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The Daily Wildcat

The Daily Wildcat

 

Arizona college grads found to retain less than nation’s average amount of debt

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Although student loan debt has become a hot-button issue across the country, especially amid the presidential campaigns, half of Arizona college graduates are below the nation’s average in terms of how much debt they retain when they graduate.

Arizona 2011 graduates fall in the forty-fifth percentile, at $19,950 compared to the nation’s average of $26,600 in debt, according to a financial aid report released by the Arizona Board of Regents.

Sarah Harper, director of public affairs for the board, said that although rising tuition costs have been a problem in Arizona, at the same time, financial aid has increased as well.

“Despite the fact that there has been increases in tuition at our public universities, we still remain competitive among our peer institutions, so we’re still a really big value,” Harper said.

According to Harper, Arizona ranks near the bottom in state-funded aid, but the regents require universities to set aside 14 percent of tuition revenues to return to students for need-based aid. In recent years, the regents have asked universities to set aside 17 percent to combat rising tuition costs.

In the 2010-2011 school year, Arizona universities provided $391 million in institutional aid and provided grants to 69,069 students, Harper said. Over the last five years, the amount of institutional aid has increased by approximately 74 percent, she added.

John Nametz, the executive director of scholarships and financial aid, added that the UA offers students the opportunity to work on campus to earn money and help combat their debt.

Additionally, individual opportunity counseling is offered daily for UA students to help lower debt. Nametz explained that more than 4,000 individual changes are implemented to student financial aid cases due to individual circumstances each year.

Nametz mentioned that students seeking financial aid should look to the AZ Assurance Program offered at the UA. The Assurance Program’s vision is to empower low-income students to become scholars and contribute to society to improve the educational demographics in the state of Arizona.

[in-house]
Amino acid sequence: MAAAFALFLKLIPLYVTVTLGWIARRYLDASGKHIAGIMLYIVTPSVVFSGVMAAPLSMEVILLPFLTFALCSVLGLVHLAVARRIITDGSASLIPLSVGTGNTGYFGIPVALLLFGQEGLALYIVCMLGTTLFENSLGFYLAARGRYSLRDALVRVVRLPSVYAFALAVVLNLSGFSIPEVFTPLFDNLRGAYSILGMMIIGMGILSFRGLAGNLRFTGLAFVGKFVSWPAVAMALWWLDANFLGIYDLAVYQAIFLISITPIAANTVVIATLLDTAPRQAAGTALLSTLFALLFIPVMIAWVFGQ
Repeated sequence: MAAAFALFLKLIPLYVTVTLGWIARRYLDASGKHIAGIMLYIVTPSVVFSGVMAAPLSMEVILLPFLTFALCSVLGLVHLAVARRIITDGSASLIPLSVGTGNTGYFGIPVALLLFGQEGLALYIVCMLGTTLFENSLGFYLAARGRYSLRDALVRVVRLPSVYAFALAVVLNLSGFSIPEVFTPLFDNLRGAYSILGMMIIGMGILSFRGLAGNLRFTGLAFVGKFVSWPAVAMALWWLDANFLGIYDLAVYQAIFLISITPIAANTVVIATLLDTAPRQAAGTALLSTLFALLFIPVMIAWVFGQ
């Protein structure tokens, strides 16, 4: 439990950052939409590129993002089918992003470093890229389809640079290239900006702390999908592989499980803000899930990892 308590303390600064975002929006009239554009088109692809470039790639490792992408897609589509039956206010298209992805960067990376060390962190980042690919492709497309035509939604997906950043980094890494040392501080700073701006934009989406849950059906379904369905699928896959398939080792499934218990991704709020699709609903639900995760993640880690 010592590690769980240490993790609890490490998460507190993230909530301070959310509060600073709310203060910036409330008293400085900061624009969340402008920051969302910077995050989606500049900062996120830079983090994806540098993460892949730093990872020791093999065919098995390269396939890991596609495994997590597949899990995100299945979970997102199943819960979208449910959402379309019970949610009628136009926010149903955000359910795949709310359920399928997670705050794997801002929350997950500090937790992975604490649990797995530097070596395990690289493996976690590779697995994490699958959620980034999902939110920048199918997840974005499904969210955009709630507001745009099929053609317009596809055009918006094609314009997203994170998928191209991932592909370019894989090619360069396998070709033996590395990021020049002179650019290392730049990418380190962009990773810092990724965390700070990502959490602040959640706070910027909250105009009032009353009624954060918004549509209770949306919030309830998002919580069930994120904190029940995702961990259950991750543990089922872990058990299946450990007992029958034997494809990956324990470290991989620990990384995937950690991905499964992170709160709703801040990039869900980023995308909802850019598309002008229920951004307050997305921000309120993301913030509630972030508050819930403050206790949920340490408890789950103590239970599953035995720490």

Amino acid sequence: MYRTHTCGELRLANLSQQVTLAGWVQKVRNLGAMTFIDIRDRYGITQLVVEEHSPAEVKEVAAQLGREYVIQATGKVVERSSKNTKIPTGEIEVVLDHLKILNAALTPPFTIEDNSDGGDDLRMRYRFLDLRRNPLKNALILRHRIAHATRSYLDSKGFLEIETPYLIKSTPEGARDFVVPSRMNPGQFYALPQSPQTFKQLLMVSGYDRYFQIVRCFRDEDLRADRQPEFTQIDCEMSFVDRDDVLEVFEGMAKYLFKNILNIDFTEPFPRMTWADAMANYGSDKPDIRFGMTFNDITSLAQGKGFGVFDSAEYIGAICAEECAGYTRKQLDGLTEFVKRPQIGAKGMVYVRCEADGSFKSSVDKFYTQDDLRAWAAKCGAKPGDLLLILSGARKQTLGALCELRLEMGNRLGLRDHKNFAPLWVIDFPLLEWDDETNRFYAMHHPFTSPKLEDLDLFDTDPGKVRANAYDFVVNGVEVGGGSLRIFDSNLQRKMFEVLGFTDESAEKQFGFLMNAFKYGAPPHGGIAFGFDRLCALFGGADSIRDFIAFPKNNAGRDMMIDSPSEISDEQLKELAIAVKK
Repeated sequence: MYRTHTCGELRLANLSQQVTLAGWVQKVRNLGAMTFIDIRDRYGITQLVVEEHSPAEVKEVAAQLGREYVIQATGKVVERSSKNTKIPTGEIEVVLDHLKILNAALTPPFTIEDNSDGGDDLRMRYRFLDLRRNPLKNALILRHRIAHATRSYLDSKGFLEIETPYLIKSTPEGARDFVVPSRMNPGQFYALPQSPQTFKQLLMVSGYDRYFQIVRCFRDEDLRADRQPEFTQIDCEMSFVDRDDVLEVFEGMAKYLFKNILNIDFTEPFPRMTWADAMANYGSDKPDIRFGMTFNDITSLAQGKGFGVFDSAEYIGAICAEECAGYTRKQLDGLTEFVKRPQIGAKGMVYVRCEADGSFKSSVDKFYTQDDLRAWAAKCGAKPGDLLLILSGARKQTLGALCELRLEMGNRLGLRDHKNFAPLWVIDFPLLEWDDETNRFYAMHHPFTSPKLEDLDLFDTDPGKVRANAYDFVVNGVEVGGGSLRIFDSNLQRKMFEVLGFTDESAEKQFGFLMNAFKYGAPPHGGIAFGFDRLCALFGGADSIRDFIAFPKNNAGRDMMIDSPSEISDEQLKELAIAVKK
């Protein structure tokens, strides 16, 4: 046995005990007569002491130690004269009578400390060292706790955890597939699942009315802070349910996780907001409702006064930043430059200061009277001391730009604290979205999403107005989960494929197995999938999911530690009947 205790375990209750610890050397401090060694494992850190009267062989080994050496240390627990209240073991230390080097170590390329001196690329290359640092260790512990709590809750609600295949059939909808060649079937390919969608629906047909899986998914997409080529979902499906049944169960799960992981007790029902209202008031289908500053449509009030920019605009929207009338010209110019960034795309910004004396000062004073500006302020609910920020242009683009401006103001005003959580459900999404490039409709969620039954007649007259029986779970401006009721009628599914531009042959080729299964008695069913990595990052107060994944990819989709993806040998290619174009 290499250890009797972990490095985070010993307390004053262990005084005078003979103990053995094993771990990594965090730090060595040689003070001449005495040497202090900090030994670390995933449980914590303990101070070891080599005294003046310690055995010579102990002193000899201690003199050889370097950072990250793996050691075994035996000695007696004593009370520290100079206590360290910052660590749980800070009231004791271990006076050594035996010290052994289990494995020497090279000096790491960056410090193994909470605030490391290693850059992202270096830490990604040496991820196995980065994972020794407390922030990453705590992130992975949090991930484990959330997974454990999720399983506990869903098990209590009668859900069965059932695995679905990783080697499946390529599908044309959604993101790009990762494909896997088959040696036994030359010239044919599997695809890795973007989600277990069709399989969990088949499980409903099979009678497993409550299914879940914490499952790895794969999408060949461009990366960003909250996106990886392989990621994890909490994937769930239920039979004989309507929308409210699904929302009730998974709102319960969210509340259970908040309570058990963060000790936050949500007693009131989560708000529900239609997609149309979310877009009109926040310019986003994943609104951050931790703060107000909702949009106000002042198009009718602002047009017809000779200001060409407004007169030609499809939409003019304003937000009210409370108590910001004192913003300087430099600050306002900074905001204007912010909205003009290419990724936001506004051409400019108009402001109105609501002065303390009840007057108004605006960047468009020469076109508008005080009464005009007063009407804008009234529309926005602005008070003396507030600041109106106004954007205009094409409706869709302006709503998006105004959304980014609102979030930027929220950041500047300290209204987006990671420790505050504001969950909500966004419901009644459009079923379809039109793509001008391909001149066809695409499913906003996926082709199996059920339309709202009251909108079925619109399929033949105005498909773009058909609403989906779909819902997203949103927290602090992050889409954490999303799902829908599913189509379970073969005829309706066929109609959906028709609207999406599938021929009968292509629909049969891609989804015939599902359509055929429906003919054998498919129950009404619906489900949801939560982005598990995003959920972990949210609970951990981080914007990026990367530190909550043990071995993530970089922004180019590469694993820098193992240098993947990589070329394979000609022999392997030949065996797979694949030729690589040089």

Michael Staten is a professor of family and consumer sciences and the director of the UA’s Take Charge America Institute, which provides education programs to increase financial literacy. Staten said that taking on some amount of debt is often necessary, and can be viewed as an investment.

“We like to think of student loan debt as good debt,” Staten said. “Taking on debt to acquire those skills that allow you to get into that career earnings path is probably a good investment. But for many kids that [loans] was the ticket to get those skills.”

Nametz added that, along with the lower debt students incur from the lower cost of Arizona compared to other schools, the UA is one of the best higher educational opportunities in the country, and that the university returns the investments its students make in their education.

“This school invests in students in so many ways,” Nametz said. “So much educational opportunity and advantage falls on students due to the position of this university as a Research I and because of the unique convergence of our diversity of opportunity, student makeup, location, geography and climate.”

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